It established the Pension Benefit Guaranty Corp. and provided added pension incentives for the self-employed through changes in Keogh plans and for persons not covered by pensions through individual retirement accounts. It established legal status of employee stock ownership plans as an employee benefit and codified stock bonus plans under the Internal Revenue Code.
It also established requirements for plan implementation and operation. In the early 1970s, 26.3 million private-sector workers, or 45 percent of all private-sector workers, were covered by a pension plan.
In 1978, further regulation in the form of the Revenue Act of 1978 established qualified deferred compensation plans under section 401(k), providing that employees should not be taxed on the portion of the income they elect to receive as deferred compensation rather than direct cash payments.
President Ronald Reagan signs the Tax Reform Act of 1986 into law. (Photo: Wikipedia)
The Tax Reform Act of 1986 established faster minimum vesting schedules, changed rules for the integration of private pension plans with Social Security, and mandated broader and more comparable minimum coverage of rank- and file-employees. It also restricted 401(k) salary reduction contributions, tightened nondiscrimination rules, and required inclusion of all after-tax contributions to defined contribution plans as annual additions.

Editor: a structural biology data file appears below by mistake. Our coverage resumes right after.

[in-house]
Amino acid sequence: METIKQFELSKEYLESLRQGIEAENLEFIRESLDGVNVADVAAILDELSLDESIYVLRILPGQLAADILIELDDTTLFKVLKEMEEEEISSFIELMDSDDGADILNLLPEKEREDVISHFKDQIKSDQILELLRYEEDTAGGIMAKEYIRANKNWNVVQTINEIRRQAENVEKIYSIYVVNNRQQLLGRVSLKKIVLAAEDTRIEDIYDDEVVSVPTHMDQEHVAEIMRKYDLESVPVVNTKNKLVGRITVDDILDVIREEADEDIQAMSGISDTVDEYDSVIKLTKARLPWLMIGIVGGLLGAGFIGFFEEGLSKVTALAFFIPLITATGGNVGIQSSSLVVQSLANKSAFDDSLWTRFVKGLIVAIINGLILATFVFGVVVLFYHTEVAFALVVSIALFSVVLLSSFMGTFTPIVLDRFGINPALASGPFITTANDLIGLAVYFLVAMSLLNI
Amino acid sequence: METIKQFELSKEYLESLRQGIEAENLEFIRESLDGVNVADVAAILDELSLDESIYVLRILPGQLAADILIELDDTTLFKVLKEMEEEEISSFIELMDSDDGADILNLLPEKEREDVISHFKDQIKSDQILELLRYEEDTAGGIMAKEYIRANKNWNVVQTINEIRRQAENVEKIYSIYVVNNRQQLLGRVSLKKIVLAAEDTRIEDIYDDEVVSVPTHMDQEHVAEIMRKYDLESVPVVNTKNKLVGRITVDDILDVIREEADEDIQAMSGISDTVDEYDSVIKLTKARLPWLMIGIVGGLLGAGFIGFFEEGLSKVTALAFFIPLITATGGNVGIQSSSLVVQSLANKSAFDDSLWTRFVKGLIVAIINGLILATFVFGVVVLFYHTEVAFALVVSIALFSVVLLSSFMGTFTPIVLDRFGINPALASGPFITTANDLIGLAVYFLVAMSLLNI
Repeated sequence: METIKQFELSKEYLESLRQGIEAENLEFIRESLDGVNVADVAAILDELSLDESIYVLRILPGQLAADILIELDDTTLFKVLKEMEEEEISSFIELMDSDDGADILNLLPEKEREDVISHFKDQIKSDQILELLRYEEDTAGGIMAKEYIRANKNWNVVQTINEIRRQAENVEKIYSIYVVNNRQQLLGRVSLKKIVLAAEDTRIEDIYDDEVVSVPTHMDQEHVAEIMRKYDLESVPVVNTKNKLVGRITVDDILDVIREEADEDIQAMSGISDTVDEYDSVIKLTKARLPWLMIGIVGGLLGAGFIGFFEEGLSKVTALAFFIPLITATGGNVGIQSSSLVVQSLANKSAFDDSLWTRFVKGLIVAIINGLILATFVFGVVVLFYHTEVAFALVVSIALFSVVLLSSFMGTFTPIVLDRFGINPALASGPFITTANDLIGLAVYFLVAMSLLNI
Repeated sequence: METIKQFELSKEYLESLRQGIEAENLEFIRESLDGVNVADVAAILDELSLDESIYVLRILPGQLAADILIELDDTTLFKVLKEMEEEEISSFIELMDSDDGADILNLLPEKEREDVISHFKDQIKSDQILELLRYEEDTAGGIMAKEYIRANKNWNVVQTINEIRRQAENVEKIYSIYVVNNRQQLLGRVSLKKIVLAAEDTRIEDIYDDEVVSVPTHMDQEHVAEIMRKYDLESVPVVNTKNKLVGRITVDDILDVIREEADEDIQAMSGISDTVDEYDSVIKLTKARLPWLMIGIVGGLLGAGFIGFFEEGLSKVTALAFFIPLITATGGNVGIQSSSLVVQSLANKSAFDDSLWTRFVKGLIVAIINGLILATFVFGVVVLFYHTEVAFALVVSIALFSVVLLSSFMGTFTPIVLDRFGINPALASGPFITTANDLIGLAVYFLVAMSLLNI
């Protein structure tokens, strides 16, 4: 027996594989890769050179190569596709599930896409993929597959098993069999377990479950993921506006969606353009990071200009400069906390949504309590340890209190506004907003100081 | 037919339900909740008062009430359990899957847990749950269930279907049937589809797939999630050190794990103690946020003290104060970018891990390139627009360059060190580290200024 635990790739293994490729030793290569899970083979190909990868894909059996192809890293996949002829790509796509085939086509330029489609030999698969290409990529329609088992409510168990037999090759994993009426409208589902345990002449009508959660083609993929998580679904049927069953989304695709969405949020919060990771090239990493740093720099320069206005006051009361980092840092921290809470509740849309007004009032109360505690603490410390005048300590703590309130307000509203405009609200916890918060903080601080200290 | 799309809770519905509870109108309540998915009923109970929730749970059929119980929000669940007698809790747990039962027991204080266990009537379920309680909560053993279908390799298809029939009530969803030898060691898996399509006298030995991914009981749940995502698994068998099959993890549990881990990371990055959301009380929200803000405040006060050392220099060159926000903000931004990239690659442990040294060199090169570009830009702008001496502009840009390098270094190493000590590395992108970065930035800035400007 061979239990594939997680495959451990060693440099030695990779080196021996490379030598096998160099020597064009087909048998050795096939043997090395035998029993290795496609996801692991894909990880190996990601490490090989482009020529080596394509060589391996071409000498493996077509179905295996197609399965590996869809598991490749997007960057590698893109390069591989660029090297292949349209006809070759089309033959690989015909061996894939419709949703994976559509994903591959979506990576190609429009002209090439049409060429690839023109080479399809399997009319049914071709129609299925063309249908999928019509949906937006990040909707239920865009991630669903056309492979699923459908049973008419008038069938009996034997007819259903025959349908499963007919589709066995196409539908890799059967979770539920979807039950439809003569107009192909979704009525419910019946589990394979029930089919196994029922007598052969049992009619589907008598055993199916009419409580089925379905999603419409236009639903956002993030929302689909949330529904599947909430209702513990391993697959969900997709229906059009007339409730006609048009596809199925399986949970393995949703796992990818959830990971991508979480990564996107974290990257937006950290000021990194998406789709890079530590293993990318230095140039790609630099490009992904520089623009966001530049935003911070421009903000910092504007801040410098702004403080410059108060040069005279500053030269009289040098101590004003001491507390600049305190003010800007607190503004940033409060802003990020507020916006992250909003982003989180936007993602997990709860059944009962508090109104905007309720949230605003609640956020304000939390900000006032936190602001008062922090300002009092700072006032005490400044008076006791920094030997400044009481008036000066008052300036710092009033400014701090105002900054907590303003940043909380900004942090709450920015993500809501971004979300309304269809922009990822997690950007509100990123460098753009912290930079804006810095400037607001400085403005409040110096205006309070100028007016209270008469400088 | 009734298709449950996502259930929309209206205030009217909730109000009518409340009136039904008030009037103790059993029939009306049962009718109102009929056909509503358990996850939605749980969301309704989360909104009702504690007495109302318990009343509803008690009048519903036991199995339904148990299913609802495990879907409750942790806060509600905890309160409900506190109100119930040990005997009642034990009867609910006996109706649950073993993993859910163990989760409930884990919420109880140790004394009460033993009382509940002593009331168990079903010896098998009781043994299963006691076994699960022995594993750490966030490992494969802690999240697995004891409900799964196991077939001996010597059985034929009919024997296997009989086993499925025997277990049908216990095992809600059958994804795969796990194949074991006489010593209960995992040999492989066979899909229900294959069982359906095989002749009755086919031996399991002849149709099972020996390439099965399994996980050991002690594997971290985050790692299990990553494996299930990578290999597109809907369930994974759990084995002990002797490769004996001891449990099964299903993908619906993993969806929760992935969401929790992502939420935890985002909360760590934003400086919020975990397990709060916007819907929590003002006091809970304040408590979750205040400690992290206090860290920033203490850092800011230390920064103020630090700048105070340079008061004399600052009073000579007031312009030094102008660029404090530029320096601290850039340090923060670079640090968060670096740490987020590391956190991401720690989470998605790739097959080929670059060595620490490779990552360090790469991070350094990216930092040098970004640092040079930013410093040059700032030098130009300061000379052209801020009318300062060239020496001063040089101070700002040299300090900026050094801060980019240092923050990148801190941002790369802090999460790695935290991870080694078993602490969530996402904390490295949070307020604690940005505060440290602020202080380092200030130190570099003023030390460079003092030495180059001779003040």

The act extended the limit on the compensation amount that may be taken into account under all qualified plans, imposed a new excess benefit tax on distributions over a certain amount and reduced the maximum benefit payable to early retirees under defined benefit plans. It restricted the allowable tax-deductible contributions to IRAs for individuals who participate in an employer-sponsored pension plan and whose income exceeds a specified threshold.